Last night the TinCaps led 6-0 after three innings, and held that lead through the sixth. Justin Hancock dealt in his six innings on the mound, allowing only three hits, no walks and striking out three. Unfortunately, the bullpen couldn’t hold the lead, giving up four runs in the seventh and three in the eighth. The largest blown lead of the year prior to last night had been just three.
Hancock has gone 21 straight innings without giving up a walk, and lowered his ERA to 1.35 with his good night. As with all good things, unfortunately, Roman Madrid’s streak without giving up an earned run came to a close last night, as he had gone 18 straight frames without giving one up.
Tonight Zach Eflin looks for his second straight road win, as the TinCaps go against Luis DeJesus, who they beat back in April 11th in Fort Wayne.
Pre-game coverage starts at 6:10 and first pitch is scheduled for 6:30 on The Fan 1380 and TheFanFortWayne.com. I’ll be with John Nolan for all of the action, and I hope you’ll join us.
A FUNNY STORY
For the first time in my Minor League Baseball career, I was late for the bus this morning. I woke up at 5:00 (our bus was scheduled to leave at 8:00), promptly fell back asleep and woke up at 7:41. I had yet to: brush my teeth, eat anything, shower, or pack for our four-day trip out to Ohio. I also live 20 minutes away from the park. This was a problem. I threw on some clothes, threw some more into my suitcase, and arrived at Parkview Field, a bus full of 30 people waiting for me around, 8:07. Next time, I plan on using an airhorn and hiring the AFLAC duck to wake myself up. Advance apologies to my neighbors.
Speaking of being late for things, here’s another funny story about not being on time for things:
A FLIP AND A HOMER
In yesterday’s college baseball game between LSU and Ole Miss, check out this finish to an inside-the-park home run:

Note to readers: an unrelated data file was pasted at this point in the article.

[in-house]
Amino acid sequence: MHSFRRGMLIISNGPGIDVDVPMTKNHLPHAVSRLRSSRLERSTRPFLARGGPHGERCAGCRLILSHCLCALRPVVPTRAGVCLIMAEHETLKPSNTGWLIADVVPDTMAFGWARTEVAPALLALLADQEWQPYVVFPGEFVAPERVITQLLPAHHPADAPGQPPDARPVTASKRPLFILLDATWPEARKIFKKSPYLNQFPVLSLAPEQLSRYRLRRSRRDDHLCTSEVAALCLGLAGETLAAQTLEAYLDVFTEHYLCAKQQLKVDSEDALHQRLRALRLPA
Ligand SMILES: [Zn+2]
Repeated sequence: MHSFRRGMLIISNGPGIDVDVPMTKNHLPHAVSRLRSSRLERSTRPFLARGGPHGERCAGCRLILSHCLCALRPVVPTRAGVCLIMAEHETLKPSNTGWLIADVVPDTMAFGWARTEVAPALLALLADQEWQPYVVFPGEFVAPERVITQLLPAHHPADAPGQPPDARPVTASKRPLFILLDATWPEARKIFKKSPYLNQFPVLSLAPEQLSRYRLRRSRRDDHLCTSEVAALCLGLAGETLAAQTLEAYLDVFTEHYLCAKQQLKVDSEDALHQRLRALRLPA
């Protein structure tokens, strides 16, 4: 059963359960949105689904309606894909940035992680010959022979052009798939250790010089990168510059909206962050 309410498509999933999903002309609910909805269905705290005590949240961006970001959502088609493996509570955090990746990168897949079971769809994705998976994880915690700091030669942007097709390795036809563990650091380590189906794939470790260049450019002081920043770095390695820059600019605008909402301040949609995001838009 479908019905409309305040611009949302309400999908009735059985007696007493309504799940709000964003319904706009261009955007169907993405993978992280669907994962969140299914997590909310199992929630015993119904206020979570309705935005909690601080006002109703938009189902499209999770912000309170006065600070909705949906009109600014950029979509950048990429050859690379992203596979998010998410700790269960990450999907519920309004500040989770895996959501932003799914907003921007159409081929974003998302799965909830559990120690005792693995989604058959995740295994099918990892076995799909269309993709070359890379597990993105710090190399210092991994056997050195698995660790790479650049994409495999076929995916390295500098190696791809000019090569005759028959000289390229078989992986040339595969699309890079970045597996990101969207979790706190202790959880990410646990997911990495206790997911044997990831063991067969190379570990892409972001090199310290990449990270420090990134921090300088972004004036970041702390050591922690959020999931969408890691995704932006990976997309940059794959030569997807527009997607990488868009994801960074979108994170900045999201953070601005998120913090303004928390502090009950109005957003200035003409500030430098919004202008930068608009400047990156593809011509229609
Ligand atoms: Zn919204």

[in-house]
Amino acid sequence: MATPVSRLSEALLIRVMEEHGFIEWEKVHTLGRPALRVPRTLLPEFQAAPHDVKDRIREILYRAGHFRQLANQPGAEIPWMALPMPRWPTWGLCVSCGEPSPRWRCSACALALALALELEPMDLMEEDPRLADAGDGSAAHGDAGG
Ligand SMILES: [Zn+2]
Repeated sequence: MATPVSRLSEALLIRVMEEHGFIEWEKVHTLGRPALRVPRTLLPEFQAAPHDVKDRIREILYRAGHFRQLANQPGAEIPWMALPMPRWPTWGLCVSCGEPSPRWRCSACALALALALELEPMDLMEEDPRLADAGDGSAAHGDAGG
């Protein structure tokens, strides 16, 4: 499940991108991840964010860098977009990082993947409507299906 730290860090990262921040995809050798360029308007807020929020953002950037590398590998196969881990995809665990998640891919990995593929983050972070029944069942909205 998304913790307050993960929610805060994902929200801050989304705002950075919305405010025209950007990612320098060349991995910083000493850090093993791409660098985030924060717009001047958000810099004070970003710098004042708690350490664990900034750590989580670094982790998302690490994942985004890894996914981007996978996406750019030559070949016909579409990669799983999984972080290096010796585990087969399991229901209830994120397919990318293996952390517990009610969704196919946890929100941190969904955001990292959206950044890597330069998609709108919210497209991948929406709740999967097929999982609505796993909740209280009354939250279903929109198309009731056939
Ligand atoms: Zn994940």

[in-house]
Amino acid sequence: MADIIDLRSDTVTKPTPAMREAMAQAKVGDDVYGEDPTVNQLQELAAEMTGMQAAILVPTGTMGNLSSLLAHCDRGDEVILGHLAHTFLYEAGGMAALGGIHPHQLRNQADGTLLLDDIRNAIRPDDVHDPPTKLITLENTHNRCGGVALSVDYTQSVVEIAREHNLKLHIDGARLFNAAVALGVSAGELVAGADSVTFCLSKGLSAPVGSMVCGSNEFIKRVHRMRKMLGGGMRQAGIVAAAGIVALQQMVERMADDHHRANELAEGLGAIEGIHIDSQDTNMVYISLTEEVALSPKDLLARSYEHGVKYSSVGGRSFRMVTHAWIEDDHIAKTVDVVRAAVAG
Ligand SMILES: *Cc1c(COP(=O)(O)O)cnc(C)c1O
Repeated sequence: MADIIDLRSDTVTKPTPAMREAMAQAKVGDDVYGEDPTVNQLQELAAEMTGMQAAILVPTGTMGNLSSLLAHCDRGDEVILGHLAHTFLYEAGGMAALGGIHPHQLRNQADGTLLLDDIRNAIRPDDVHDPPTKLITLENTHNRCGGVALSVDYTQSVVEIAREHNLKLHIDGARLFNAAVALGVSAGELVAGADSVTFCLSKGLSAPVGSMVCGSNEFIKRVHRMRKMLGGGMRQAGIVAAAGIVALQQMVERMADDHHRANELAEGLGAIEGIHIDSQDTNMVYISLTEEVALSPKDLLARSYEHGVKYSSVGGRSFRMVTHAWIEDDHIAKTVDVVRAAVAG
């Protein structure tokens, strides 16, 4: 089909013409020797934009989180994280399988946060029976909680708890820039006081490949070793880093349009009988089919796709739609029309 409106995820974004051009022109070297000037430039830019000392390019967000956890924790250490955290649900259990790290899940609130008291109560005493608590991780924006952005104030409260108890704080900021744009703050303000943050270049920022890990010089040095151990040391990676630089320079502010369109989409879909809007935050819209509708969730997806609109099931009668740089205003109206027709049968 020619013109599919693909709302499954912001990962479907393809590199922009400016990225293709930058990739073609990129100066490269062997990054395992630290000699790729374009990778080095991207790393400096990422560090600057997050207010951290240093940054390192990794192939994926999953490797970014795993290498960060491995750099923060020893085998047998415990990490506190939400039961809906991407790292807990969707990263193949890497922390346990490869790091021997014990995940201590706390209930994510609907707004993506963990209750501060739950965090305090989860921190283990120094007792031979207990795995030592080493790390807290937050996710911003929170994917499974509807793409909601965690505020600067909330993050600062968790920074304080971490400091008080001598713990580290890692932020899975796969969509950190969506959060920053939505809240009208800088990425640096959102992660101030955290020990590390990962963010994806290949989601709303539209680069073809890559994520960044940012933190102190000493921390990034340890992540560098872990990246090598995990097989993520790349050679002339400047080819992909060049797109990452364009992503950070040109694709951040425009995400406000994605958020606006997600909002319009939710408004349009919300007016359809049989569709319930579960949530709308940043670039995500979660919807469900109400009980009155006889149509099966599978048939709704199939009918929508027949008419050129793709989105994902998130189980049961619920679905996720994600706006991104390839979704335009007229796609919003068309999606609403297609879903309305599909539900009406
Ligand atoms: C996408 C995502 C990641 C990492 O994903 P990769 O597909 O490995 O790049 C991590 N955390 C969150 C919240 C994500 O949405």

Dean Martin (a native of Ohio)…take it away!
Max Fried led the TinCaps to a 3-0 win yesterday, marking just the second time that first-place Bowling Green has been held scoreless this season. For his second straight outing, Fried said that he felt his changeup was working really well.
The lefthander threw six innings, scattering just four hits, one walk and four strikeouts. He says his teammate, Joe Ross, is the one who has indirectly helped him develop:
“I do Joe’s chart before every one of my starts and he really emphasizes throwing the fastball, commanding it early and throwing the changeup off that. Later in the game, after you’ve seen them once or twice, you break out the curveball…I’ve taken things from him, picking things from different pitchers on the team, to really add to my game,” Fried said.
Fried added that he didn’t throw his curve until the fourth inning, which helped him to keep the Bowling Green lineup out of sync.
Tonight Fort Wayne can jump into a tie for first place with a win over Bowling Green. Game time is 7:05, with coverage on XFINITY 81, The Fan 1380 and TheFanFortWayne.com.
Hear TinCaps pitcher Max Fried talk about how his rising comfort level has contributed to his recent success:
MONEY TO THE DISABLED LIST
Here’s a great nugget, courtesy of Len Berman, a former New York City television sports anchor, who sends out a daily sports newsletter:
“Speaking of big money on the sidelines, check out the newest calculator courtesy of the New York Times. Now you can find out how much your favorite baseball team is paying guys who are laid up. Of course the runaway leader is the New York Yankees at $85.6 million. But in last place, the San Francisco Giants. A paltry $1-million. The fascinating part, both the Yankees and Giants are in first place!”
John Mayer…take it away!
The TinCaps’ six-game winning streak came to an end Tuesday night, as they lost, 3-2, to the first-place Bowling Green Hot Rods at Parkview Field.